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To what extent was ‘Inept Leadership’ responsible for the failure of Chartism?

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Introduction

To what extent was 'Inept Leadership' responsible for the failure of Chartism? Why did Chartism fail, if it did in fact fail at all? It was a widespread movement with mass support, which dominated late-1830s and 1840s politics. It even had a context of revolution in Europe and the (limited) success of the 1832 Reform act, yet no key goals were achieved within its lifetime. The search for a definitive explanation for this has led historians to cite reasons as diverse as the improvement of economic conditions; the strong, confident handling of the movement by the government; and the issue of the quality of leadership within the movement. Therefore we must look at all the separate viewpoints on the 'failure' and decide how much of a bearing the apparent 'ineptitude' of its leadership had. The issue of whether Chartism was a complete failure is perhaps important in understanding why it did not achieve any of its aims in its own lifetime. A view that seems to ring most true is that what Chartism achieved was not in legislation, but rather in raising the mental, spiritual and emotional capacities of the working classes in early industrial Britain1. ...read more.

Middle

The failure of Chartism to gain any parliamentary support, or in other key areas, was another reason for its failure, as it would have been perceived as going nowhere. This factor can be more attributed to failings in leadership as O'Connor's attempt to become MP for Oldham ended in defeat, while the presentation of a petition with over 3 million fake signatures in 1848, would have done little to increase political integrity for Chartism, even though Chartists would have seen the day as successful, having passed without violence. Of course, this error of judgement on O'Connor's part led to severe mocking of the movement and increased tension with William Lovett. The government amplified this failing, and so ridicule was placed upon the movement. Again a slight failing was sufficient for the strong government to undermine the movement and its aims. While it is of great importance to emphasise the assured strength of the government, it is also impossible to talk about the failure of Chartism without referring to the economic and social changes that gave the movement its context. It is rather simplistic (and in my opinion wrong) ...read more.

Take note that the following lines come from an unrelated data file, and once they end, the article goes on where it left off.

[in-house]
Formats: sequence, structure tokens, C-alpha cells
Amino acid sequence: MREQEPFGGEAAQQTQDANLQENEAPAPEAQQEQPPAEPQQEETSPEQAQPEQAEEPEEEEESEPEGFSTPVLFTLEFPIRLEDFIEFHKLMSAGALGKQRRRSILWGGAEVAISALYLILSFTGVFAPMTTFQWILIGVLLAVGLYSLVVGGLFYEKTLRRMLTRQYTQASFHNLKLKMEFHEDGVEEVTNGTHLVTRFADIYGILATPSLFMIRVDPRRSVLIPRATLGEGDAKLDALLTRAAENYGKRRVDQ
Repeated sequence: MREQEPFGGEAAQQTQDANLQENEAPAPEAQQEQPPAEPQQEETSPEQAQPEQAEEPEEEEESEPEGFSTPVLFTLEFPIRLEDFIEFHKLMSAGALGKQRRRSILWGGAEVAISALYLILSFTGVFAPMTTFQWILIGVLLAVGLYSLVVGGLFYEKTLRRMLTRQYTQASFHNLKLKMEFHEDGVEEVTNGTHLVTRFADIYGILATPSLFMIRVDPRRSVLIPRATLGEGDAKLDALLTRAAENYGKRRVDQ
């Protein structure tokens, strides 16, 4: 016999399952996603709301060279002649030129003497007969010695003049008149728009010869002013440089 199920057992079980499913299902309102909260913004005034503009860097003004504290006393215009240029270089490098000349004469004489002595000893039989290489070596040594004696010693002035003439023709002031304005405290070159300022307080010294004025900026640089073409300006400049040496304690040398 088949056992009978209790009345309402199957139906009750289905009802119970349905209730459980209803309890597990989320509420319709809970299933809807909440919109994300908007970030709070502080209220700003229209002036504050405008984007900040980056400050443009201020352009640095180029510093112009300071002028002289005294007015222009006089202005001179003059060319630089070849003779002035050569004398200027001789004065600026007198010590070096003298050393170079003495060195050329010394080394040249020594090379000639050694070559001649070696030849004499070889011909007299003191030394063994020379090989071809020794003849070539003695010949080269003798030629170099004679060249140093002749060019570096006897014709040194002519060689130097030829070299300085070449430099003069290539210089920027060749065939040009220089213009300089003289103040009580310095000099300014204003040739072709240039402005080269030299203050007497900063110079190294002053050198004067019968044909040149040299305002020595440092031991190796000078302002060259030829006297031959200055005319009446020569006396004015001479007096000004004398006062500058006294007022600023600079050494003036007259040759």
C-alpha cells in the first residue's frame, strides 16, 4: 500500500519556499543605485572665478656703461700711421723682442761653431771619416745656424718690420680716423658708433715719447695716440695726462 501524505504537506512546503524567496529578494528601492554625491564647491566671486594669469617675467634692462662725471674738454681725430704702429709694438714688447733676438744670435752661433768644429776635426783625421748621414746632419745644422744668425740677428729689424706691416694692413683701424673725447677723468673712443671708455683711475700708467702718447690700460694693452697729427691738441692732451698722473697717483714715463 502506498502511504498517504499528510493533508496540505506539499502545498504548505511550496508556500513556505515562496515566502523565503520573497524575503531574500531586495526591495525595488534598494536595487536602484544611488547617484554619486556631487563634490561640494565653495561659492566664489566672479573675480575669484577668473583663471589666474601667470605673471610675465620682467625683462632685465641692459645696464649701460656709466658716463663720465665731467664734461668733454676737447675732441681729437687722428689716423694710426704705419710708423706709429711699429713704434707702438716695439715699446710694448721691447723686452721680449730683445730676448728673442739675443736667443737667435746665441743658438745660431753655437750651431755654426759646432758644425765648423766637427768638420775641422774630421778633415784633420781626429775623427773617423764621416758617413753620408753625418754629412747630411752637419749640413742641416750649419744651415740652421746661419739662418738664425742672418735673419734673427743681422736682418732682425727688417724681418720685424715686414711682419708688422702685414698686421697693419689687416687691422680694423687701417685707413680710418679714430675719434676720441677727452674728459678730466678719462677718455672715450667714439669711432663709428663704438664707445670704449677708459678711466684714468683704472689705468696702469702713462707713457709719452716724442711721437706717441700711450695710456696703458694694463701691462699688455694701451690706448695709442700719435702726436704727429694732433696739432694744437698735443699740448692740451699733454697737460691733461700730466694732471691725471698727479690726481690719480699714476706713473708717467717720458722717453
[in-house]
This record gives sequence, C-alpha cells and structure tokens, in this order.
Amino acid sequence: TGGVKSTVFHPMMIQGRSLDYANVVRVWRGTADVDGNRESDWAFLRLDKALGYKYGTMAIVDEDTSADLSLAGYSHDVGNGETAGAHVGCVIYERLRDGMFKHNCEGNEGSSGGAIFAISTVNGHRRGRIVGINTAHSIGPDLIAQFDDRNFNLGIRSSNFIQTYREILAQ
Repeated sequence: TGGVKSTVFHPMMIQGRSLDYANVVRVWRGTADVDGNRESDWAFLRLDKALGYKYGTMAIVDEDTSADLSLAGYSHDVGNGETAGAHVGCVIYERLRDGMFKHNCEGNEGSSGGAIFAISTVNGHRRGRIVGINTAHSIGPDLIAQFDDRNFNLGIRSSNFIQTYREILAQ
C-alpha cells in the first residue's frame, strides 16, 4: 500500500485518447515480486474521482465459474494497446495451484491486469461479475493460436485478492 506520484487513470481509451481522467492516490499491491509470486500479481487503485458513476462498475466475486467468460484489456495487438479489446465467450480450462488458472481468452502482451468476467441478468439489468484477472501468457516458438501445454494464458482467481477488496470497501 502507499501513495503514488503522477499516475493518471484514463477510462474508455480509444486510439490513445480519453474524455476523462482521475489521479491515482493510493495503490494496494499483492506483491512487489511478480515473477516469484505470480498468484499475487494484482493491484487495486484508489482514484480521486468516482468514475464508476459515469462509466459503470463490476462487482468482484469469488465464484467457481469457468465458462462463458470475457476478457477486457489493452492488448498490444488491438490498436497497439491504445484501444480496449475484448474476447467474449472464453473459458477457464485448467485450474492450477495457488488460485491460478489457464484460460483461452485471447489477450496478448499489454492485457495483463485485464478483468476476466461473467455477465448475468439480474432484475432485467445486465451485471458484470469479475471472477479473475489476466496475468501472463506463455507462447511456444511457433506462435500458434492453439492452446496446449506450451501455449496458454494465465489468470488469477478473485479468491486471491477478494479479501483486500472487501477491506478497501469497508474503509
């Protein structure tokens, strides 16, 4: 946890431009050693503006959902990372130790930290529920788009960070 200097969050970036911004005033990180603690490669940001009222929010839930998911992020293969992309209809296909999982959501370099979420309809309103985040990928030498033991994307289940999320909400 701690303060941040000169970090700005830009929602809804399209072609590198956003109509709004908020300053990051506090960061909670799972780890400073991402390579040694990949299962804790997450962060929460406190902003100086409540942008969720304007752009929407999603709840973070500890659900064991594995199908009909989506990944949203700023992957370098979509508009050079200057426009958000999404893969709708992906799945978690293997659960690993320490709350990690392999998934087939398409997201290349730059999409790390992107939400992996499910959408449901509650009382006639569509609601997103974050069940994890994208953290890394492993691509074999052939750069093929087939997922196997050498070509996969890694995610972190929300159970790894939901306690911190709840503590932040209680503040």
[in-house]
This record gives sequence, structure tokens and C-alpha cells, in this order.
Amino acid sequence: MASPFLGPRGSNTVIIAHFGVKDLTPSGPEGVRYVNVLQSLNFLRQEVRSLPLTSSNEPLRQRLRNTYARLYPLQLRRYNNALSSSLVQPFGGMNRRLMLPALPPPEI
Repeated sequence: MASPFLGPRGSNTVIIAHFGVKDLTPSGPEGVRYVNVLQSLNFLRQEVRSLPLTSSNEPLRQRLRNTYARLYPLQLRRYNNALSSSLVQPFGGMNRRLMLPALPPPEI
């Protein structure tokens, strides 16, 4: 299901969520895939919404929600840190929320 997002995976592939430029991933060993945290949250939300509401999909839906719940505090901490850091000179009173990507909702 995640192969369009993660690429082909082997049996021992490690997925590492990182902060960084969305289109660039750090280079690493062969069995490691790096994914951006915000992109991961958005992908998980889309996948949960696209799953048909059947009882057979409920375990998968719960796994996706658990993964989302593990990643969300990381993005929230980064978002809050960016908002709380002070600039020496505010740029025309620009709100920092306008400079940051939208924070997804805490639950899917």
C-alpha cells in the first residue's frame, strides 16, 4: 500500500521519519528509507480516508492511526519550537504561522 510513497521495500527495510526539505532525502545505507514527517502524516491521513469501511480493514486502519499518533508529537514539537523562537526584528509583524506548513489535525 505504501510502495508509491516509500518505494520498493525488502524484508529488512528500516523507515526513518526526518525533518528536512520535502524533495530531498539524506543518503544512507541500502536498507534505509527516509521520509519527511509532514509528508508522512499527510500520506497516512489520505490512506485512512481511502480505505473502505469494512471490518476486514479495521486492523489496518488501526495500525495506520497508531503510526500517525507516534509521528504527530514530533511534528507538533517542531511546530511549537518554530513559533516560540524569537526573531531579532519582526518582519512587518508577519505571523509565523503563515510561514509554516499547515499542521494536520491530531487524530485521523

Conclusion

Of course there were weaknesses amongst the leadership, but there is every indication that the movement could have succeeded, such was the nature and quantity of support. This was inspired by O'Connor and his "Northern Star", therefore making him both essential and burdensome (due to his splits with other Chartist leaders) to the movement. Likewise, the context both aided and hindered Chartism. The greatest achievement of the leaders was to bring political ideas filled with hope to the working classes, which was in my opinion a success for a movement that was perhaps 'ahead of its time'. 1 Chartism (2nd edition). Edward Royle (Longman group UK Ltd., 1986) 2 1848. John Saville (1987) 3 Chartism. C. Thorne (Macmillan, 1966) 4 The Chartists: Popular politics in the Industrial Revolution. Dorothy Thompson (Temple Smith, 1984) 5 London Chartism, 1838-1848. David Goodway (Cambridge University Press, 1982, pp.129-43) 6 The origins and nature of Chartism. Edward Royle (History Review, 1992, pp.30-34) 7 Taking Chartism Seriously. Clive Behagg (Modern History Review, 1996, pp.2-4) 8 Labour and Reform, Working Class Movements : 1815-1914. Clive Behagg (Hodder & Stoughton, 1991) 9 A letter to the Northern Star. Female Chartists of Manchester in 1842. 10 Chartism. Edward Royle....(Longman, 1986) 11 see above (10) 12 Taking Chartism Seriously. Clive Behagg (Modern History Review, 1996) 13 1848. John Saville (1987) 1 1 ...read more.

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